Maidhc Ó Cathail
On November 8, the Foreign Policy Initiative and the Foundation for Defense of Democracies jointly issued a discussion paper that outlines “policy options for the United States and like-minded nations to further assist the anti-regime Syrian opposition.” Entitled “Towards a Post-Assad Syria,” the paper advocates imposing “crippling sanctions” on the Assad government, providing assistance to Syrian opposition groups, and imposing no-fly/no-go zones in Syria.
Founded in 2009, the Foreign Policy Initiative is the successor organisation to the Project for the New American Century, a neoconservative advocacy group that relentlessly pushed for war with Iraq from its inception in 1997. FPI’s board of directors consists of PNAC co-founders, Robert Kagan and William Kristol; Dan Senor, a former intern at the American Israel Public Affairs Committee; and Eric Edelman, a Paul Wolfowitz protégé at the Pentagon who, thanks to support from Richard Perle, succeeded the scandal-ridden Undersecretary of Defense Douglas Feith in 2005. In a 2004 article entitled “Serving Two Flags,” Stephen Green named Wolfowitz, Perle and Feith as “the principals” in a pro-Israel neocon network who had “demonstrated, in their previous government service, a willingness to sacrifice U.S. national security interests for those of another country.”
Established shortly after the 9/11 attacks to advocate for an aggressive “war on terror,” the Foundation for Defense of Democracies has also demonstrated a preeminent concern for Israel’s security interests. Among its more notable funders are Edgar M. Bronfman, president of the World Jewish Congress from 1979 to 2007; Charles Bronfman and Michael Steinhardt, co-founders of Taglit Birthright which offers free trips to Israel for young Jewish adults as an inducement to go on its pro-Israel indoctrination programme; media mogul Haim Saban, who pledged $13 million to the Brookings Institution in 2002 to found the Saban Center for Middle East Policy in order to influence U.S. politicsin a pro-Israel direction; Jennifer Mizrahi, director of The Israel Project; and Dalck Feith, father of the aforementioned “security risk” Douglas Feith. “With the disclosure of its donor rolls,” Eli Clifton wrote in a July 19 report, “it becomes increasingly apparent that FDD’s advocacy of U.S. military intervention in the Middle East, its hawkish stance against Iran, and its defense of right-wing Israeli policy is consistent with its donors’ interests in ‘pro-Israel’ advocacy.”
While Israel’s longstanding interest in destabilising Syria goes unmentioned, the FPI/FDD discussion paper stresses two of the groups’ well-worn themes: fighting terrorism and protecting human rights. “Long a sponsor of terrorism beyond its borders,” the paper asserts, “the Syrian government is now waging an internal war against its own people.”
Acknowledging that the U.N. Security Council is “unlikely to act anytime soon” due to what they decry as “gridlock” imposed by Russia and China, the FPI and FDD take it upon themselves to propose what options they think the United States has for responding to “the Assad regime’s provocations.” Citing a paper by Michael O’Hanlon of the Brookings Institution, which suggests the “military options” of an air campaign, a maritime operation to enforce strong sanctions, a no-fly and no-go zone, and even an invasion to carry out regime change, they propose keeping those options “on the table” while exploring some additional “intermediate steps.”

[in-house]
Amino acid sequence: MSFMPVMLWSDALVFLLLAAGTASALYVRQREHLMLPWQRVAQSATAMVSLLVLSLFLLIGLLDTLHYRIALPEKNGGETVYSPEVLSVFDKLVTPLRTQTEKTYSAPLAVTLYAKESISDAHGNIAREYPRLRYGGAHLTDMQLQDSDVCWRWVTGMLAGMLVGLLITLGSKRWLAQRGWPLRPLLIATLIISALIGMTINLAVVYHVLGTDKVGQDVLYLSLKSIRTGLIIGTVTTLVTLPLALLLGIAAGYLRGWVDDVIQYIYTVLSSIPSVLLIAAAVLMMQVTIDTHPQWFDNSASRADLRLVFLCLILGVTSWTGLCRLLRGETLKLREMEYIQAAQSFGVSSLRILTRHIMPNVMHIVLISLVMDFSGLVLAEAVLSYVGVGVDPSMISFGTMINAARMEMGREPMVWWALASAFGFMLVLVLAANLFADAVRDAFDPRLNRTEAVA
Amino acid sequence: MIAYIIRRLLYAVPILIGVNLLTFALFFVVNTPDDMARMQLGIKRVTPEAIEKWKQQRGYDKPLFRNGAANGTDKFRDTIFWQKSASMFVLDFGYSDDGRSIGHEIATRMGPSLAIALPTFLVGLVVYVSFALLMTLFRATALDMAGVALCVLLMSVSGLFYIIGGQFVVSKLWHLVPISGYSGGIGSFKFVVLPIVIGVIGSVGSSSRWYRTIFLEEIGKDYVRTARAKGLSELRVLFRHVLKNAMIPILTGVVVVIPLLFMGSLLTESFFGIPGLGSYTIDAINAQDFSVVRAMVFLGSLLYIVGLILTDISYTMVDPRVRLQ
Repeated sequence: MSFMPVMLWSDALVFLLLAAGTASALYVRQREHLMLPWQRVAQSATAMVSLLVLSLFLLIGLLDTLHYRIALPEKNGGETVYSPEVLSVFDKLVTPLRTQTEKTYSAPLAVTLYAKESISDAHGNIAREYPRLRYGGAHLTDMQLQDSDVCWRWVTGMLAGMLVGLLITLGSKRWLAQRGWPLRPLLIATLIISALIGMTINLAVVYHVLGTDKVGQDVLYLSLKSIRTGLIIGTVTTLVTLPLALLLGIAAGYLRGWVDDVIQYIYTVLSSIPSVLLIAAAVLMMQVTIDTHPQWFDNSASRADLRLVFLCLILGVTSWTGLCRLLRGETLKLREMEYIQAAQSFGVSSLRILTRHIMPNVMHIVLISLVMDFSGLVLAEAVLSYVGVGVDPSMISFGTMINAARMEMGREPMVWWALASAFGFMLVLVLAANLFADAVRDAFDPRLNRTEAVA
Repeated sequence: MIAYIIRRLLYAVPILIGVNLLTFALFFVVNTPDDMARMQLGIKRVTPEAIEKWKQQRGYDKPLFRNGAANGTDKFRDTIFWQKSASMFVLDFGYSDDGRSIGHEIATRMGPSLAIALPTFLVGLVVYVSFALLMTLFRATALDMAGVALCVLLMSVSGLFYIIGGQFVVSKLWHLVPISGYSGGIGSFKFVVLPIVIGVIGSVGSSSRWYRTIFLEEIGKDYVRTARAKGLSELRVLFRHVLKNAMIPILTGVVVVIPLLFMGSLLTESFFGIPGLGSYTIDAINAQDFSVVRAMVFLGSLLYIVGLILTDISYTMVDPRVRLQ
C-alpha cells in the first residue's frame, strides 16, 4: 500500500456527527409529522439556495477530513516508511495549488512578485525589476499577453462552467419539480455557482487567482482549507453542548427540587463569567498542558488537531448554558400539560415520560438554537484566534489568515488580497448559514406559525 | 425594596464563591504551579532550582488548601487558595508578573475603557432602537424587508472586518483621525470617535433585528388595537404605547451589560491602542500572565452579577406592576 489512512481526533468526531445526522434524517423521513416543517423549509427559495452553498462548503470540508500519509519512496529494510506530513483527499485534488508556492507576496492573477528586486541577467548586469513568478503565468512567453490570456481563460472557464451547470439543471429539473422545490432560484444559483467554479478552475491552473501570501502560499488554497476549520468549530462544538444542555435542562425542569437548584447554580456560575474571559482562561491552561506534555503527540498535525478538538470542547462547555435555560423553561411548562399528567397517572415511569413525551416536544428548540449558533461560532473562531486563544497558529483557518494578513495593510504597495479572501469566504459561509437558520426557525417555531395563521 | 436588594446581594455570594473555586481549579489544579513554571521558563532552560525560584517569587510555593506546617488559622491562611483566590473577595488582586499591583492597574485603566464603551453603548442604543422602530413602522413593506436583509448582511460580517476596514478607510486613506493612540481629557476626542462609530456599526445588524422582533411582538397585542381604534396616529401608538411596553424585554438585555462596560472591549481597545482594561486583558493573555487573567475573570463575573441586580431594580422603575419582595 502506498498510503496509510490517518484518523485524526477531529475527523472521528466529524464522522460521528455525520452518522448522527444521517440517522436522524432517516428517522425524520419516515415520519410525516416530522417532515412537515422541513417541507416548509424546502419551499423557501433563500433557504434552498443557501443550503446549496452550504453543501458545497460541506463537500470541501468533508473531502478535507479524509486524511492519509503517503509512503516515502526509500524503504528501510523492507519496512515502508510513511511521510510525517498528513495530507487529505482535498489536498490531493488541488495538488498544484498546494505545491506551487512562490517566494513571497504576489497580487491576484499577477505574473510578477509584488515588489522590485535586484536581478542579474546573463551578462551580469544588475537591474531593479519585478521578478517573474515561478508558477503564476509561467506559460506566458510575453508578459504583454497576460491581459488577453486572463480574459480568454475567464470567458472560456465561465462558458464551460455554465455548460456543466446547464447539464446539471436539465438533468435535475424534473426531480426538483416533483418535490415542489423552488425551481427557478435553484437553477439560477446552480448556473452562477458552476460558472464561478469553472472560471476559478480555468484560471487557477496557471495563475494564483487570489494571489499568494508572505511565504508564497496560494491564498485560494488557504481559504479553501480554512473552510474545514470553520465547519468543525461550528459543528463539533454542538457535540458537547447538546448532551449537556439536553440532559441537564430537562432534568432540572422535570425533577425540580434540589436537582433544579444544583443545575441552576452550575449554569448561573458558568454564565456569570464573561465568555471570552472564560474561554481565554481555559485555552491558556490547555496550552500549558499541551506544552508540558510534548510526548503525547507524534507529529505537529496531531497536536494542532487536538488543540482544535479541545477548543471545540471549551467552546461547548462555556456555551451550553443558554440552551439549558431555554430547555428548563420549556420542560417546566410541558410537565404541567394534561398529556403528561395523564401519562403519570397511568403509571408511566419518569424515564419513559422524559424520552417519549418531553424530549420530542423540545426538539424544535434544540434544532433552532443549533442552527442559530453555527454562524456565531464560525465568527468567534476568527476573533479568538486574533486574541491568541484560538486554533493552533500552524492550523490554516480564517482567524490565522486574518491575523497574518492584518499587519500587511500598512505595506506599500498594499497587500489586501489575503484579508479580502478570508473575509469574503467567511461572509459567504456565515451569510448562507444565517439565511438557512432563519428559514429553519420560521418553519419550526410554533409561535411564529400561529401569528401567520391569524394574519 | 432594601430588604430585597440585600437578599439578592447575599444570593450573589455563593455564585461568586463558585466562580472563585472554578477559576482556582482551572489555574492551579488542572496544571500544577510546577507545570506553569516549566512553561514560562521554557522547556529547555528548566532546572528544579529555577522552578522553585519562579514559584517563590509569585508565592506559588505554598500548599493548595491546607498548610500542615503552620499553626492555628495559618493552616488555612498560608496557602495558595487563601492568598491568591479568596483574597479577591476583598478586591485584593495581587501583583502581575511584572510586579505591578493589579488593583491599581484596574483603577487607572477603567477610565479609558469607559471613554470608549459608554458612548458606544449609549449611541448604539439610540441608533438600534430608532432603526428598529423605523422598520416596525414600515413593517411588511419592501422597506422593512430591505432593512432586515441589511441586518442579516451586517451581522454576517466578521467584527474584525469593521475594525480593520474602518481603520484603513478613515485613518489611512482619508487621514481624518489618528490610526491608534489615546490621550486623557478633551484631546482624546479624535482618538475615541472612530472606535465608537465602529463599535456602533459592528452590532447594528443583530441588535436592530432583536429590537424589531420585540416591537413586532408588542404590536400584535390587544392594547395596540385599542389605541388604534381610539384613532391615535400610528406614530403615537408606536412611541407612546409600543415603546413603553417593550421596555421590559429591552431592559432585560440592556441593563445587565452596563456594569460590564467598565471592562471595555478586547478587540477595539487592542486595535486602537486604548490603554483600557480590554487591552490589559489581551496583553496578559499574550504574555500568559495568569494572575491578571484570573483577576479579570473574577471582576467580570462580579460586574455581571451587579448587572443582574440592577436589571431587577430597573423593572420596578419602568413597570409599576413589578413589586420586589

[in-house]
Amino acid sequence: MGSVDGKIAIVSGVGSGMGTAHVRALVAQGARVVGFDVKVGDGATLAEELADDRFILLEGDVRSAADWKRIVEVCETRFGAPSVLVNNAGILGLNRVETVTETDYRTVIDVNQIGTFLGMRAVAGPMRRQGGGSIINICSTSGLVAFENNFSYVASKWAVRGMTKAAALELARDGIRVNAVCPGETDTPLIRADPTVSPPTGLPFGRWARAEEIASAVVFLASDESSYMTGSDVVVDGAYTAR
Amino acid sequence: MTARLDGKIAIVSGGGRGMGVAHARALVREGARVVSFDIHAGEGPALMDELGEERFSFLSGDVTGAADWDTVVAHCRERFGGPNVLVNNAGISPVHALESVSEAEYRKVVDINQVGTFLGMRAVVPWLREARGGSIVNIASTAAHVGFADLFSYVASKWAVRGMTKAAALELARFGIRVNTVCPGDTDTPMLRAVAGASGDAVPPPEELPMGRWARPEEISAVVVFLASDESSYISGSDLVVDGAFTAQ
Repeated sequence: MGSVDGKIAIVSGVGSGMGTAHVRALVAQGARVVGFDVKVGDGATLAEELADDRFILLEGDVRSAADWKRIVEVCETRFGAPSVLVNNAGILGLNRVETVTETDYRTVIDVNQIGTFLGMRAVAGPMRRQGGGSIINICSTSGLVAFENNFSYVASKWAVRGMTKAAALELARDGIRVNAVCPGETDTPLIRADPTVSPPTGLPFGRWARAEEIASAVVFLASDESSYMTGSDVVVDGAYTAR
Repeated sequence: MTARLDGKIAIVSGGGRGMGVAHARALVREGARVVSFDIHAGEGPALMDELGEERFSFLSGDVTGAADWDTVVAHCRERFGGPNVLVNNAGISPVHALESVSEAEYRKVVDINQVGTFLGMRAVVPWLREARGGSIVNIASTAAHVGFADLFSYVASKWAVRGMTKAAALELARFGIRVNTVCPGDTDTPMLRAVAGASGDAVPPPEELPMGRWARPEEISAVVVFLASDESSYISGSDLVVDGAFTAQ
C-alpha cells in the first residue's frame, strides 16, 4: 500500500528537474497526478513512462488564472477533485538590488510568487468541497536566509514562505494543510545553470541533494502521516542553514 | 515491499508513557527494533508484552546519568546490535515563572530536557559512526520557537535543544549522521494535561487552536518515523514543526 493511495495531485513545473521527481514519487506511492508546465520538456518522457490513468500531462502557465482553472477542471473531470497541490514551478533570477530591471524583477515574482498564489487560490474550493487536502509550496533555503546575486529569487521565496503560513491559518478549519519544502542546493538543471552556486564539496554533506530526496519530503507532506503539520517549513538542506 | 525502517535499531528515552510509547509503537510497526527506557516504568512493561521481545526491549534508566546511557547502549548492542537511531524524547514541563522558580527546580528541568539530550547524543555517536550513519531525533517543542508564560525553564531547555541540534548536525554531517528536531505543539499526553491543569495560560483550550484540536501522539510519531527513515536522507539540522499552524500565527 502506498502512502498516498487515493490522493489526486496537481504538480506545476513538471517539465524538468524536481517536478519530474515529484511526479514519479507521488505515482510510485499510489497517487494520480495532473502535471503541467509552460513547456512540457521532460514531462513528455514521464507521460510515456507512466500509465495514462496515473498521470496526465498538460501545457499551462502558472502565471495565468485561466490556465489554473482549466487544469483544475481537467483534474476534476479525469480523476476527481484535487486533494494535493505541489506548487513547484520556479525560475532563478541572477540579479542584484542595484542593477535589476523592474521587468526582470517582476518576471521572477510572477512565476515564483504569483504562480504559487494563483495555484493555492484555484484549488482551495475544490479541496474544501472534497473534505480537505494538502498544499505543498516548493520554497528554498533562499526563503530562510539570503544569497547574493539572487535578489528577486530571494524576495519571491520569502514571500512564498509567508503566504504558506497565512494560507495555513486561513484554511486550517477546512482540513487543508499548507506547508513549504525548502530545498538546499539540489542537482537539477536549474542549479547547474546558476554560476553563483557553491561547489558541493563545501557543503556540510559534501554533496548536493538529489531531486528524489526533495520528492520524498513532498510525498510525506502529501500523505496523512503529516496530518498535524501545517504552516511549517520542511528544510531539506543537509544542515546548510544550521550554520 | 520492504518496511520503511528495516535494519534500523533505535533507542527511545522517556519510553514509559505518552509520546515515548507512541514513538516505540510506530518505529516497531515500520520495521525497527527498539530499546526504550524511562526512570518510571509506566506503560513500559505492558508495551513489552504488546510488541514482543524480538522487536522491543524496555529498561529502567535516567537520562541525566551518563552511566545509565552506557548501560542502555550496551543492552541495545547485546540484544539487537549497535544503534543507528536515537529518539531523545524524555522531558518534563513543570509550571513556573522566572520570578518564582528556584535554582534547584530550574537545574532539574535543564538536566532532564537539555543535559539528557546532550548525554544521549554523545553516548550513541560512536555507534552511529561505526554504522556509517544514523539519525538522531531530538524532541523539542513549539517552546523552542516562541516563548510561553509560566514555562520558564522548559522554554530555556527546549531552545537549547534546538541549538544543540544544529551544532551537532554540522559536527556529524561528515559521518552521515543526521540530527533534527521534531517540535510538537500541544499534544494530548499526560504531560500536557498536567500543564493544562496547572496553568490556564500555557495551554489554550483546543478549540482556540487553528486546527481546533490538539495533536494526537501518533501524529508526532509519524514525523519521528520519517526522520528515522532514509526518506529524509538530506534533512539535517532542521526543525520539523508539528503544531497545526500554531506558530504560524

Critical of the Obama administration’s slow response to the Syrian crisis, the FPI/FDD paper urges the President and Congress to “work to quickly pass legislation for harsher U.S. sanctions on Syria.” As examples of relevant pending bills, the paper cites the Syria Sanctions Act of 2011, originally introduced by Senators Kirsten Gillibrand, Joe Lieberman and Mark Kirk; and the Syria Freedom Support Act, originally introduced by Representatives Ileana Ros-Lehtinen and Eliot Engel. While few members of Congress can afford to cross the Israel lobby, it wouldn’t come as a surprise to lobby-watchers to hear that Gillibrand, Lieberman, Kirk, Ros-Lehtinen and Engel were the ones to “introduce” what was almost certainly AIPAC-crafted legislation.
To bolster their case for no-fly and no-go zones in Syria, FPI and FDD point out that “leading lawmakers are now discussing the possibility.” Senator Joe Lieberman, they note, “first suggested looking at military options to protect Syrian civilians in March 2011, and returned to the idea of no-fly and no-go zones in October 2011.” They also refer to Senator John McCain’s October 23 speech before a World Economic Forum meeting in Jordan, when he ventured, “Now that military operations in Libya are ending, there will be renewed focus on what practical military operations might be considered to protect civilian lives in Syria.” As those familiar with the careers of Lieberman and McCain well know, they are certainly “leading lawmakers” when it comes to putting Israel’s interests ahead of America’s.
If the “humanitarians” at the Foreign Policy Initiative and the Foundation for Defense of Democracies succeed in getting the Obama administration to adopt their “options” to assist the anti-regime Syrian opposition, Bill Kristol will soon be celebrating the sixth “war of Muslim liberation” that he and his pro-Israel cronies have induced the United States to wage — with little thought for all the “shed blood and expended treasure.” Unless the Syrian people want their country to be added to Kristol’s dubious roster of “the liberated” — Kuwait, the Balkans, Afghanistan, Iraq and Libya — they had better make it loud and clear that they have no desire whatsoever for the kind of “assistance” offered by pro-Israel groups.